Security officials said Saturday that military units continued “mop up of pockets” of resistance on the outskirts of the camp and its perimeter. The officials said the organizational skeleton of the group had been destroyed and that some fighters had sought refuge inside the camp.

The officials, speaking on condition of anonymity because they were not authorized to speak to the media, said Nahr el-Bared and its surrounding areas were divided into three zones, one under the effective control of the army, one held by the militants and a third zone controlled by civilians and Palestinian guerrilla factions refusing refuge to the militants.

Separately, an army statement Saturday said militants were taking up positions in mosques and humanitarian organizations and storing weapons there, using the remaining civilian population as “human shields” to stir up Muslims. The statement stressed the army was only targeting the militants.

The army would not speak about movements on the ground, but an army officer at the edge of the camp said Saturday that troops were continuing their operation. “We continue advancing today and hopefully we will end it. More than this we can’t say.” The officer spoke on condition of anonymity because he was not authorized to speak to the media.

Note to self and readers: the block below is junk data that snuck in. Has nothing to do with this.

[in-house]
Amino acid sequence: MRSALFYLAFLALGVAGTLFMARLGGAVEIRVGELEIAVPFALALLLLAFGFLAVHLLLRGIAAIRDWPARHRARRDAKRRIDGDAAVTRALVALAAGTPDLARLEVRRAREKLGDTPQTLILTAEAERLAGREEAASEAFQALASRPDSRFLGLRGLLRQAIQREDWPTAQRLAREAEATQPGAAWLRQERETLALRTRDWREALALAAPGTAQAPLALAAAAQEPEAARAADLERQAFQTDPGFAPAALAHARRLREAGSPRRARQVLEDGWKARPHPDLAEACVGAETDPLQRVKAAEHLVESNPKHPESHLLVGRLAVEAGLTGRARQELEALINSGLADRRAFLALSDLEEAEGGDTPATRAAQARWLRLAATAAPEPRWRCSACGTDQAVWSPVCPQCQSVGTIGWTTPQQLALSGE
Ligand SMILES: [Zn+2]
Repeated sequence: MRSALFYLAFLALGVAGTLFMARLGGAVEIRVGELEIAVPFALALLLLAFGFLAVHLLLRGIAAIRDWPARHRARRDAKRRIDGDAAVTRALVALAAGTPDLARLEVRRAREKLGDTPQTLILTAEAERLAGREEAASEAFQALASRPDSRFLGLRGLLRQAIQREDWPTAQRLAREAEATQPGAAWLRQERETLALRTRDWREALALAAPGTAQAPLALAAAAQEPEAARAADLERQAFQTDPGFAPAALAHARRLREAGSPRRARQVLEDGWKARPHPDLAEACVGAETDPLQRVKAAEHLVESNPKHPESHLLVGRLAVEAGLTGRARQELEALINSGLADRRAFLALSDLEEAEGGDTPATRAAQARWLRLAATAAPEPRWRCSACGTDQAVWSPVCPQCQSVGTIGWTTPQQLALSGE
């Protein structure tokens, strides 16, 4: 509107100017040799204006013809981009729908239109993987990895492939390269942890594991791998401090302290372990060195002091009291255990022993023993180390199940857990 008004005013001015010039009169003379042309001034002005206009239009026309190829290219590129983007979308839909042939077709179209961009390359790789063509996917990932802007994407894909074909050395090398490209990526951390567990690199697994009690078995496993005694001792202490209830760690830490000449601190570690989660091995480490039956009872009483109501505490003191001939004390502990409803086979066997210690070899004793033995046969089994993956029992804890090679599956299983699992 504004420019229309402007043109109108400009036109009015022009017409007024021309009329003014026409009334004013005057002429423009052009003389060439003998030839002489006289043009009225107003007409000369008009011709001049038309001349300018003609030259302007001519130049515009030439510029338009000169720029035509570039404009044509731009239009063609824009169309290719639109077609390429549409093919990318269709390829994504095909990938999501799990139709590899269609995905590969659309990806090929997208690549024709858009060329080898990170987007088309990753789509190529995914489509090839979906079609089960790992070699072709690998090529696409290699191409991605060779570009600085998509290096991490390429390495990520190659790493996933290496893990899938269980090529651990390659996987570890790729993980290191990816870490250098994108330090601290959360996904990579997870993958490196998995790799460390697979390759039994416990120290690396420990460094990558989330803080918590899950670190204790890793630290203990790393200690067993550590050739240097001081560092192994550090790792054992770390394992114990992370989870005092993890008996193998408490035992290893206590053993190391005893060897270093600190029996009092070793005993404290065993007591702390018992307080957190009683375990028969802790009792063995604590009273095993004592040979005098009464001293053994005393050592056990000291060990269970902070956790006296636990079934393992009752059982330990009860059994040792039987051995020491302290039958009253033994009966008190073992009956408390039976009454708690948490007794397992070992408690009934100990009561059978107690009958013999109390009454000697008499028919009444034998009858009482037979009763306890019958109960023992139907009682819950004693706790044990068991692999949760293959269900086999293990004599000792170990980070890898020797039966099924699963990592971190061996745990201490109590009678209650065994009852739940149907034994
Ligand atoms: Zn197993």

The military has demanded the Fatah Islam fighters surrender and promised to pursue them if they did not. More troops were being sent north, a possible sign the campaign would intensify.

A statement Saturday called on the militants to “drop their weapons and surrender to the army,” promising them a “fair trial.”

The Palestinian representative to Lebanon, Abbas Zaki, said Friday the army would not storm the camp, where several thousand civilians remain trapped. Nahr el-Bared, like the other 11 Palestinian camps in Lebanon, has been off-limits to Lebanese authorities under a nearly 40-year-old agreement that allowed Palestinians to run their own affairs.

The fighting between the army and the Fatah Islam group erupted in the northern port city of Tripoli and the adjacent Nahr el-Bared camp on May 20 in the worst internal violence in Lebanon since the end of the 1975-90 civil war.

The offensive began Friday after political support grew for the army to resolve the conflict through military action. Many Palestinian refugees also wanted the army to finish off the group, and Zaki has expressed hope the militants would surrender.

However, limiting the military operation to the camp’s perimeter could be an effort to avoid — at least for now — enraging Palestinians in other refugee camps across the country.

Some Lebanese security officials consider Fatah Islam a radical Sunni Muslim group with ties to al-Qaeda or at least al-Qaeda-style militancy and doctrine. Others say it is a front for Syrian military intelligence aimed at destabilizing Lebanon — a claim Syria denies.

The United States and allied Arab countries have airlifted ammunition and supplies to help the Lebanese army, while Islamic militants have voiced support for Fatah Islam, which has threatened to take the battle outside northern Lebanon. An appeal posted Saturday on a Web site commonly used by Islamic militants called on Muslims to rise up and help Fatah Islam.